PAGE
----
NC 911 Dispatcher Fired After Giving Wrong Address

DURHAM, N.C. -- A 911 dispatcher in North Carolina has been fired after she caused a four-minute delay for firefighters responding to a blaze that killed a 74-year-old man in Durham home.

Reports said a neighbor across the street from Marvin Jacobs' home called 911 on Aug. 17 from an Internet-based phone that failed to give her address.

Emergency officials say Theresa Hopkins didn't understand the caller and sent firefighters to a similar-sounding street on the other side of the city.

Durham 911 Director Jim Soukup says Hopkins should have asked for more information like cross streets or which side of the city the woman lived on.

Hopkins had been a 911 dispatcher for three years.

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  • by 911 Dispatcher Location: Eastern NC on Sep 1, 2009 at 06:50 AM
    The job we have is a very important one. We do have alot of peoples life's in our hands. But you must also understand we have people that don't know there address or even what county they live in. We have people who think they can dial 911 and we can transfer them to 911 in Hong Kong. I do agree she should had asked more questions. But I have been doing this type of work 10 years and believe me until you are in the center and see what goes on please don't judge the job we do.. It is often hard enough dealing with the public and keeping a smile on your face. I am very sorry for the person that loss there life and there family. Only thing I can say is let this be a lesson to other's like myself who enjoy there job. Sometimes we can only hope we are doing our best at what we do..
  • by Fact Dog Location: NC on Aug 31, 2009 at 01:55 PM
    Their is one way to fix the problem! Do away with street names and then give each street a number; it works.Their are to many names that sound the same.This should be a wakeup call for all TOWNS ,CITIES, and counties.But we all know the people in government will not fix the problem ;just cover it up.
  • by Concerned Location: Greenville, N. C. on Aug 31, 2009 at 08:10 AM
    It's not the dispatcher fault. With all this technology it should have registered. With all of these satelites able to show where you lived. Surely, you should have found this location
  • by Randy Location: Greenville on Aug 31, 2009 at 06:16 AM
    She must be working for the DOT now since I called in a stop light not working right and she kept asking for an address??? I told her its an intersection firework and evans how could there be an address, lol
  • by Clifton Location: Washington on Aug 31, 2009 at 05:09 AM
    OOPS> Here is the website with the street names for Durham. MANY of the names are very similar.
  • by Anonymous on Aug 31, 2009 at 04:44 AM
    Firing someone for another person's mistake is wrong. 911 should have it set up where internet calls are able to be tracked as well. Enough said.
  • by Clifton Location: Washington on Aug 31, 2009 at 03:48 AM
    After viewing this web site that has the street names in alphabetical order, I now stand even more firm in my belief that the dispatcher should not have been fired. The dispatcher should get a good attorney and take it to court. The person who made the call should have been held responsible. A scapegoat was needed to keep from the caller being fingered when in fact the caller did not name the streets either.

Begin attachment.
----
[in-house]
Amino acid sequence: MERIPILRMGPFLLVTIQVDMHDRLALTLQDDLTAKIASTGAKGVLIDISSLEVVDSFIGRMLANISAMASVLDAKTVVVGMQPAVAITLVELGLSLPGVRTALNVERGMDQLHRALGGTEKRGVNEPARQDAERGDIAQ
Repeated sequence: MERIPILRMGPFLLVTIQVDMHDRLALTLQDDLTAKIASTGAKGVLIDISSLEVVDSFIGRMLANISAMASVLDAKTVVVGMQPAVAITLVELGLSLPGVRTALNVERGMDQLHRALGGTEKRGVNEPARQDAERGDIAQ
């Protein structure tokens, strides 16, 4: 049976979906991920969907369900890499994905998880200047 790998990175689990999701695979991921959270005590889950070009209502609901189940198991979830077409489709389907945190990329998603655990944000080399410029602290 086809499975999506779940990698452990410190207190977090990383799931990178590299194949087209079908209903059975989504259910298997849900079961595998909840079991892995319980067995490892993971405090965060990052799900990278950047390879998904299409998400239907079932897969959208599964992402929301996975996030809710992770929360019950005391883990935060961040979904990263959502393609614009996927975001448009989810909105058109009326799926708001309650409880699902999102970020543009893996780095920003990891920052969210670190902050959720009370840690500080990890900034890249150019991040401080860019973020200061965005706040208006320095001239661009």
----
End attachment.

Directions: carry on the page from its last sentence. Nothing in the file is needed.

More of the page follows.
• by WOW Location: Gville on Aug 30, 2009 at 07:44 PM
    I understand someone lost their life in this situation and my heart goes out to their family and friends, but I do not think the dispatcher should have beed fired. I can see him/her getting suspended without pay or written up, but fired...oh no. I think it is more to it. Maybe it was requested by the family to fired the dispatcher. You have to realize that this dispatcher will live with this the rest of his/her life. So firing him/her is not hurting the dispatcher, its knowing the fact that someone died because of the neglagence. And who's to say that the person who called in didnt give the wrong address from all the excitement, have they even listened to the 911 call?
  • by Kevin Location: Kinston on Aug 30, 2009 at 06:15 PM
    You have got to be kidding Durham. How many times did the higher ups have to replay the tape to understand what the person said that was giving the address? Could of taken an additional 4 minutes just to get the caller to calm down enough to pronounce clearly. Unless there were other issues with this dispatcher then you should ask forgiveness and reinstate this person.
  • by Former Dispatcher/Police Officer Location: Eastern NC on Aug 30, 2009 at 05:54 PM
    I sympathize with this Dispatcher because I'm sure she is feeling plenty of guilt, but it isn't her fault. She did make every effort to dispatch the Fire Department with the information that she had obtained from the caller. I was once confronted with a situation where a man called for an ambulance and he knew that he was dying, and his last words were: "I might not make it til they get here". I told my Chief of Police at that time of the call and he advised me to call an ambulance near the caller's address, due to the "districting" issues in our county. Had I sent our own volunteer firefighters and EMT's, they might have gotten there in time, but the man passed away before "the local" department arrived. I felt really sorry because I knew that I was the last person that this man ever spoke to. There are more reasons than one why Emergency help doesn't always arrive in a timely manner and sometimes the blame belongs to the ones who write policies rather than those who take the calls.
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